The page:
Clown and anchor
ROVE’S only resident female insists the show is no boys’ club. Carrie Bickmore puts proper breeding down to her good treatment from host Rove McManus and troupe of merry men including Peter Helliar, Dave Hughes and Ryan Shelton.
‘‘They’re the most respectful group of guys underneath their boyishness,’’ Bickmore says, skinny cappuccino in hand at a Northcote cafe. ‘‘They’ve all had good mothers I think. ‘‘Having said that, I can give it to them just as much as they can give it back to me.’’
Rove has returned for its 10th year with few changes — just some tweaks and a new set reflecting a move from South Melbourne to a bigger studio in Elsternwick.
But the chat show’s first double-digit birthday doesn’t mean it’s all grown up.
Bickmore vows her Carrie at the News Desk segment will stay as irreverent as ever, especially now that she’s less prudish about what’s on the auto-cue.
The satirical bulletin has been known to skirt the border of good taste.
For one gag last year about the Fromelles archeological dig, Bickmore read: ‘‘What could be more Australian than a bunch of diggers digging up some Diggers?’’
She praises Rove’s writers, despite not always being happy with items penned for her.
‘‘I have the final say if I’m uncomfortable about something,’’ she says. ‘‘When I started I was horrified by lots of the lines I had to read. I told them, ‘I can’t read this’ or, ‘My family’s not going to like this’.
‘‘But now nothing surprises me. It’s been a long time since I’ve not said something the writers have done.
‘‘I had trouble even saying words like d---head or testicles, and now I say them all the time. There is still a filter, though, and certain lines I won’t cross.
‘‘There are no topics that are off limits, but there are some things you just can’t laugh at even if you find them funny behind closed doors.’’
Bickmore, who also reads the news weekdays on Nova’s breakfast radio show, admits that being the only non-comedian on Rove has caused her some angst.
‘‘I often wonder whether people think of me as a comedian when I’m not,’’ she says.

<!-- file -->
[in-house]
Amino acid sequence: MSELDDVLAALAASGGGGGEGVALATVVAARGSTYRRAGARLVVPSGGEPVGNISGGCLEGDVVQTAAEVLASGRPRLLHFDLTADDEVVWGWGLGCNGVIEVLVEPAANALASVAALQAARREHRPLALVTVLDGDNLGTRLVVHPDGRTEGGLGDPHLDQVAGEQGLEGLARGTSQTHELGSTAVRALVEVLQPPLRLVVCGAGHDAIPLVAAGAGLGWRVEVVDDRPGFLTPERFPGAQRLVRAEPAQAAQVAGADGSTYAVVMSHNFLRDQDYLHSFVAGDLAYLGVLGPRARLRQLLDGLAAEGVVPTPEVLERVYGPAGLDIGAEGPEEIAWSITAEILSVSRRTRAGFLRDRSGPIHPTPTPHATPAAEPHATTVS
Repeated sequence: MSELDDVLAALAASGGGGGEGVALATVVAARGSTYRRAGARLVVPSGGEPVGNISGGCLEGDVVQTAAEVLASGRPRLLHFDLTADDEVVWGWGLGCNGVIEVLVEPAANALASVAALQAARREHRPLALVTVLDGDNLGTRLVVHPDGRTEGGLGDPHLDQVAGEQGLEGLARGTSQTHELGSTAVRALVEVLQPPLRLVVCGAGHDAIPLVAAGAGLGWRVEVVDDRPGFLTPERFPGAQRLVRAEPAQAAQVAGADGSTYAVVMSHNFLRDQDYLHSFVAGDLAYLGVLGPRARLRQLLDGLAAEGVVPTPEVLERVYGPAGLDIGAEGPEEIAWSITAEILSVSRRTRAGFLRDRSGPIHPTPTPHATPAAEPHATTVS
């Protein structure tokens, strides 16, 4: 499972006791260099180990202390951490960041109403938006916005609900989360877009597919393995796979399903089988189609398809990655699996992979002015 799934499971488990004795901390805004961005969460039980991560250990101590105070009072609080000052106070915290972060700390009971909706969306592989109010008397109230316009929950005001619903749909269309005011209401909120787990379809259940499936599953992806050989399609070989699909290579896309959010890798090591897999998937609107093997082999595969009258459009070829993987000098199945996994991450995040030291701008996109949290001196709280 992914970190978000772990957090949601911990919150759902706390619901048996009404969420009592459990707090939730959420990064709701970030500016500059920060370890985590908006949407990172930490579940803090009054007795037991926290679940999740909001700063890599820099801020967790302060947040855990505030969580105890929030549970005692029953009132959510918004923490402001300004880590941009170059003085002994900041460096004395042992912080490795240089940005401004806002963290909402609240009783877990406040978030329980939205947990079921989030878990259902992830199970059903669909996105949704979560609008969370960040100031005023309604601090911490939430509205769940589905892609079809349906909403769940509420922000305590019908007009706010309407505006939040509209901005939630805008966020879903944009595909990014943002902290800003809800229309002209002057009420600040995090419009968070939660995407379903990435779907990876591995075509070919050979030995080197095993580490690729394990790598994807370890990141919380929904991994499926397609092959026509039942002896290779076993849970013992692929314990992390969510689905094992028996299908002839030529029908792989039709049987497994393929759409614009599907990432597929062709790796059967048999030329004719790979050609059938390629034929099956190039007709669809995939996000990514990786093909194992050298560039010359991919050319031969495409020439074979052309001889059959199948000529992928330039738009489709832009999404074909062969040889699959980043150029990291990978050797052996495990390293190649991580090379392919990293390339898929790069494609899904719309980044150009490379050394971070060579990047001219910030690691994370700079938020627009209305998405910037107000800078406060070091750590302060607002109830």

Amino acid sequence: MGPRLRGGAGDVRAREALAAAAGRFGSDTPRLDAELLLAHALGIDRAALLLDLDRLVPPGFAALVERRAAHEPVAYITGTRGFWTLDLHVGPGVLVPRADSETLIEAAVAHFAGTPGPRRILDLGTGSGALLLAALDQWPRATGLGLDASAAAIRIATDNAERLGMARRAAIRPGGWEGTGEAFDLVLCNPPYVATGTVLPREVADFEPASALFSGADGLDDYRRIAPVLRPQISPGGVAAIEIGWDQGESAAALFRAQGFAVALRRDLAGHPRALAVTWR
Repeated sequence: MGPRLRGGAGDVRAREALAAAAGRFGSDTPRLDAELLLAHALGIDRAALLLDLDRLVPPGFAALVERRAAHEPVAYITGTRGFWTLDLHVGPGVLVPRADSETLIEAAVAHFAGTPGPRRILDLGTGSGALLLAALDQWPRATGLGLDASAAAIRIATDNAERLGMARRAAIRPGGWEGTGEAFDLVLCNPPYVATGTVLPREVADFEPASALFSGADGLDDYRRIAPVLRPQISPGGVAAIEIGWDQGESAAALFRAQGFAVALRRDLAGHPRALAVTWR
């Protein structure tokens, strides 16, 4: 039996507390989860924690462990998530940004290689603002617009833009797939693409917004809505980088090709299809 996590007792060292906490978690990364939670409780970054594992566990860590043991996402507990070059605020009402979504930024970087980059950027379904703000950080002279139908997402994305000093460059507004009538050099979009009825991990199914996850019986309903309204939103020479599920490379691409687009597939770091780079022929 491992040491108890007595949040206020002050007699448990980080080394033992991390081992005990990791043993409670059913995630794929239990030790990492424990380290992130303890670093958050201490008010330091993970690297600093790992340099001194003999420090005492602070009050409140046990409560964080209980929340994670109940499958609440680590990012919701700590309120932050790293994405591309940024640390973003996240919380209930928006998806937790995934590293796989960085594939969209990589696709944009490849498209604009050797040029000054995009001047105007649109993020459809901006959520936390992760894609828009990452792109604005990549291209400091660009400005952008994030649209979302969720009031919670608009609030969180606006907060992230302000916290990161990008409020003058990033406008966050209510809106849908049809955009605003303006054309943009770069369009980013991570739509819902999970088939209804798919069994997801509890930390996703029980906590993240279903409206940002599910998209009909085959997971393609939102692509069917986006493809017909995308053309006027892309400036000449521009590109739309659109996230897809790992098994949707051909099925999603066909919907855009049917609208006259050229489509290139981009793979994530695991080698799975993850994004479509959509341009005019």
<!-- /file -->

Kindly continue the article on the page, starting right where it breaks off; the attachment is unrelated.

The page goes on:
‘‘I wonder if the perception is . . . that I’m a not-funny comedian. I’d rather be known as a news chick who can say something entertaining.
‘‘That’s something within myself that I’ve had to believe in and go, ‘No, you don’t need to match these guys’.
‘‘I need to be who I am and let their comedy shine and bounce off me rather than come back with a one-liner to match them.’’
Working six days a week doesn’t faze the 28-year-old. Her husband of three years, Greg Lange, who is ‘‘going great’’ since being diagnosed with a brain tumour in 2001, mostly cares for the couple’s 16-month-old son Oliver.
She rejects the yummy mummy tag and considers herself an average working mother.
‘‘A lot goes into looking good on a Sunday night (for Rove)— I have great hair and makeup girls and great Aussie designers who dress me. They put a lot of work in,’’ she says. ‘‘There’s certainly a pressure on women on TV to look good that men don’t have.’’
She didn’t fret about her post-baby weight and puts her slim frame down to a hectic schedule rather than hours spent working out.
‘‘I was quite sick after I had Ollie,’’ she says. ‘‘I had a stressful first few months and lost weight quickly without even caring or realising.
‘‘I’m sure some women think I spend hours at the gym. I don’t. I’ve stopped judging women on TV and stopped judging myself.’’
Carrie on: Carrie Bickmore is a fixture behind the Rove newsdesk. HOLLYWOOD starlet Anne Hathaway provided Carrie Bickmore with her most awkward moment on
‘‘I asked her a question and it didn’t come out the way I meant,’’ Bickmore says. ‘‘She was the face of a make-up brand, and I was asking her about the pressure to always look good.
‘‘I asked if she felt she had to wear make-up all the time or could she just leave the house looking feral.
‘‘She said, ‘Do I look feral?’ and the audience went ‘boooo’. It all went horribly wrong. Backstage I said I didn’t mean it that way and she was totally fine.’’